Upgrading an existing application using a well designed framework is straightforward compared to the major versions migration on Drupal. During the last 7 years, Django preserved much of his structure making simple the maintainance and the upgrade of websites. Virtualenvs surely helps, but the whole design supports the developer in his duties. This is not an unique feature of Python and Django, but it’s what it lacks to PHP/Drupal.

Here’s and example of how a framework built in Python can scale and how to migrate between major versions of the language here, even a very big website can be feasible when the framework design works in your same team:

Decreasing popularity

Another reason to think about leaving Drupal is his decreasing popularity. It seems naif but it’s a very important matter for open source software since a weak community leaves bugs unfixed and create less contrib modules.

Here’s the popularity in Google Trends of Drupal compared to Django between May 1st, 2007 and December 31st, 2017:

drupal-django-trends-2007-2017

Golden age for Drupal was long time ago, at the time of Drupal 6 and early 7. Decline followed the effort to build Drupal 8 in 2012 and the outcome of this transition is better described by this graph:

drupal-wordpress-trends-2007-2017

Drupal was a credible WordPress competitor back on 2008 scoring a 1:3 ratio in Trends at the time of Drupal 5. On January 2018 with Drupal 8 as major version it’s passed to 1:10.

Drupal failed to become the alternative for WordPress and actually was surpassed by niche, low-level alternatives like Django. Because by now:

  • Who wants to build web applications uses Python/Django, Ruby on Rails, Javascript/Node.js, Java, C# and so on.
  • Who wants to build website with a great backend still using PHP uses WordPress.

PHP as a declining language

If it’s not enough, here’s the TIOBE index for PHP language compared to Python from 2002 to 2018:

tiobe-python-php

These are simple indexes, but you can find other evidences about the usage crisis of the couple Drupal/PHP. Take another index like PyPL, read some of the experiences listed above or read this good picture of Drupal development cycle. Find as many sources as you want, the conclusion is the same: Drupal is now a declining framework written in a declining language. Who still uses PHP go for the winner WordPress.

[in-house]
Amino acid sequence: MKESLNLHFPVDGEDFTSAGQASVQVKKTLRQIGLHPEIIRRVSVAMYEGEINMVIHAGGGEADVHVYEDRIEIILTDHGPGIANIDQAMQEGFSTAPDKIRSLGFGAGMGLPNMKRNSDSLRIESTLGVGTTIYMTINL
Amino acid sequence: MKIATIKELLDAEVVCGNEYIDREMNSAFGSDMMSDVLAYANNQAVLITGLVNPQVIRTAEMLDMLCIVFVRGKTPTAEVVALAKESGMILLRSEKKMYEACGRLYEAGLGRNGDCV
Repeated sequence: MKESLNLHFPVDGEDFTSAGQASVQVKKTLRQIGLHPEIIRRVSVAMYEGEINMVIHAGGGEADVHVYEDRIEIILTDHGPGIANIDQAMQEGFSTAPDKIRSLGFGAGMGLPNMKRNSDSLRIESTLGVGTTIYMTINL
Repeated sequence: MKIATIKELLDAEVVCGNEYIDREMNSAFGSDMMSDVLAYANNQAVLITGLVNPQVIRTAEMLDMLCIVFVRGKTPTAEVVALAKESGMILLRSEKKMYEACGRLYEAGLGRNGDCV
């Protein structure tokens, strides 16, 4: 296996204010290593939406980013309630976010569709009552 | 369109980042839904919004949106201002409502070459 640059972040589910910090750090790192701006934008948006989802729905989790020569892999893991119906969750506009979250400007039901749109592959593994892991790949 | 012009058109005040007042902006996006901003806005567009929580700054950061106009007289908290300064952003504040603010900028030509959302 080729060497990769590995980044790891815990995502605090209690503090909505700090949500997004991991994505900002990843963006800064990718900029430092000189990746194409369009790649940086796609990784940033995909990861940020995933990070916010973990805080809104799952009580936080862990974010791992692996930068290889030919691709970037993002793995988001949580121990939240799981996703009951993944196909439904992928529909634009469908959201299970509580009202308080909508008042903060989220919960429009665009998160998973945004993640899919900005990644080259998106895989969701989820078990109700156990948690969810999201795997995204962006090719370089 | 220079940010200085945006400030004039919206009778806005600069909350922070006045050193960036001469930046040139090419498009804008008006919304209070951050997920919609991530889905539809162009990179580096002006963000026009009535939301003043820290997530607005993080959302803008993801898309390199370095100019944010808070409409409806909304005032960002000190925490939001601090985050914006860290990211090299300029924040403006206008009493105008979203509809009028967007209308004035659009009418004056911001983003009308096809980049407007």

What is to be done?

If you read this, probably you’re asking yourself how to leave Drupal. Start to use another language and framework to suit your needs and then try the difference. If you still want to use Drupal, using another language and framework will surely help you to write better code.

A new language for Social Media managers on Twitter

Last months I looked for a tool to shape my community on Twitter to follow interesting profiles and to increase my followers.

I had bad experiences using integration from third party (app) so I wanted this tool to be able to create my own app on Twitter without 3rd party involvment for better security and privacy.

Since I wanted real new followers and I don’t want to violate Twitter policies I looked for a tool able to select and filter users from my network, choosing only those whom are relevant to follow.

I wasn’t looking for a new, fancy SaaS website with a monthly fee to pay, and I want to handle many accounts at the same time without additional costs.

I wanted a tool able to run on my own PC and with the full access to the source code to avoid my data to be stolen and to understand its inner mechanics.

Well, that tool doesn’t exists at the time.

So I decided to write my own.

The fancy app

When I start to develop a full-featured Twitter app for desktop with a user interface running on my local machine. I started to add icons for the actions, tables to list users, buttons to do actions, a lot of checkboxes to select users and so on.

The result was a good-looking app that works. But when I tried to filter and select users using some criteria it all became clumsy.

As a programmer, I started to feel my own application as a cage.

I wasn’t allowed to search for users on my network for multiple or complex criteria. I wasn’t able to merge, diff or intersect different set of users.

Then I realized that what I was really looking for wasn’t an app but a brand new scripting language to manage social networks.

The programming language

I started to look for open source solutions able to create this new programming language for social media management using Python 3. There is a small bunch of instructions to add to this programming language but I want it to be efficient and well-designed.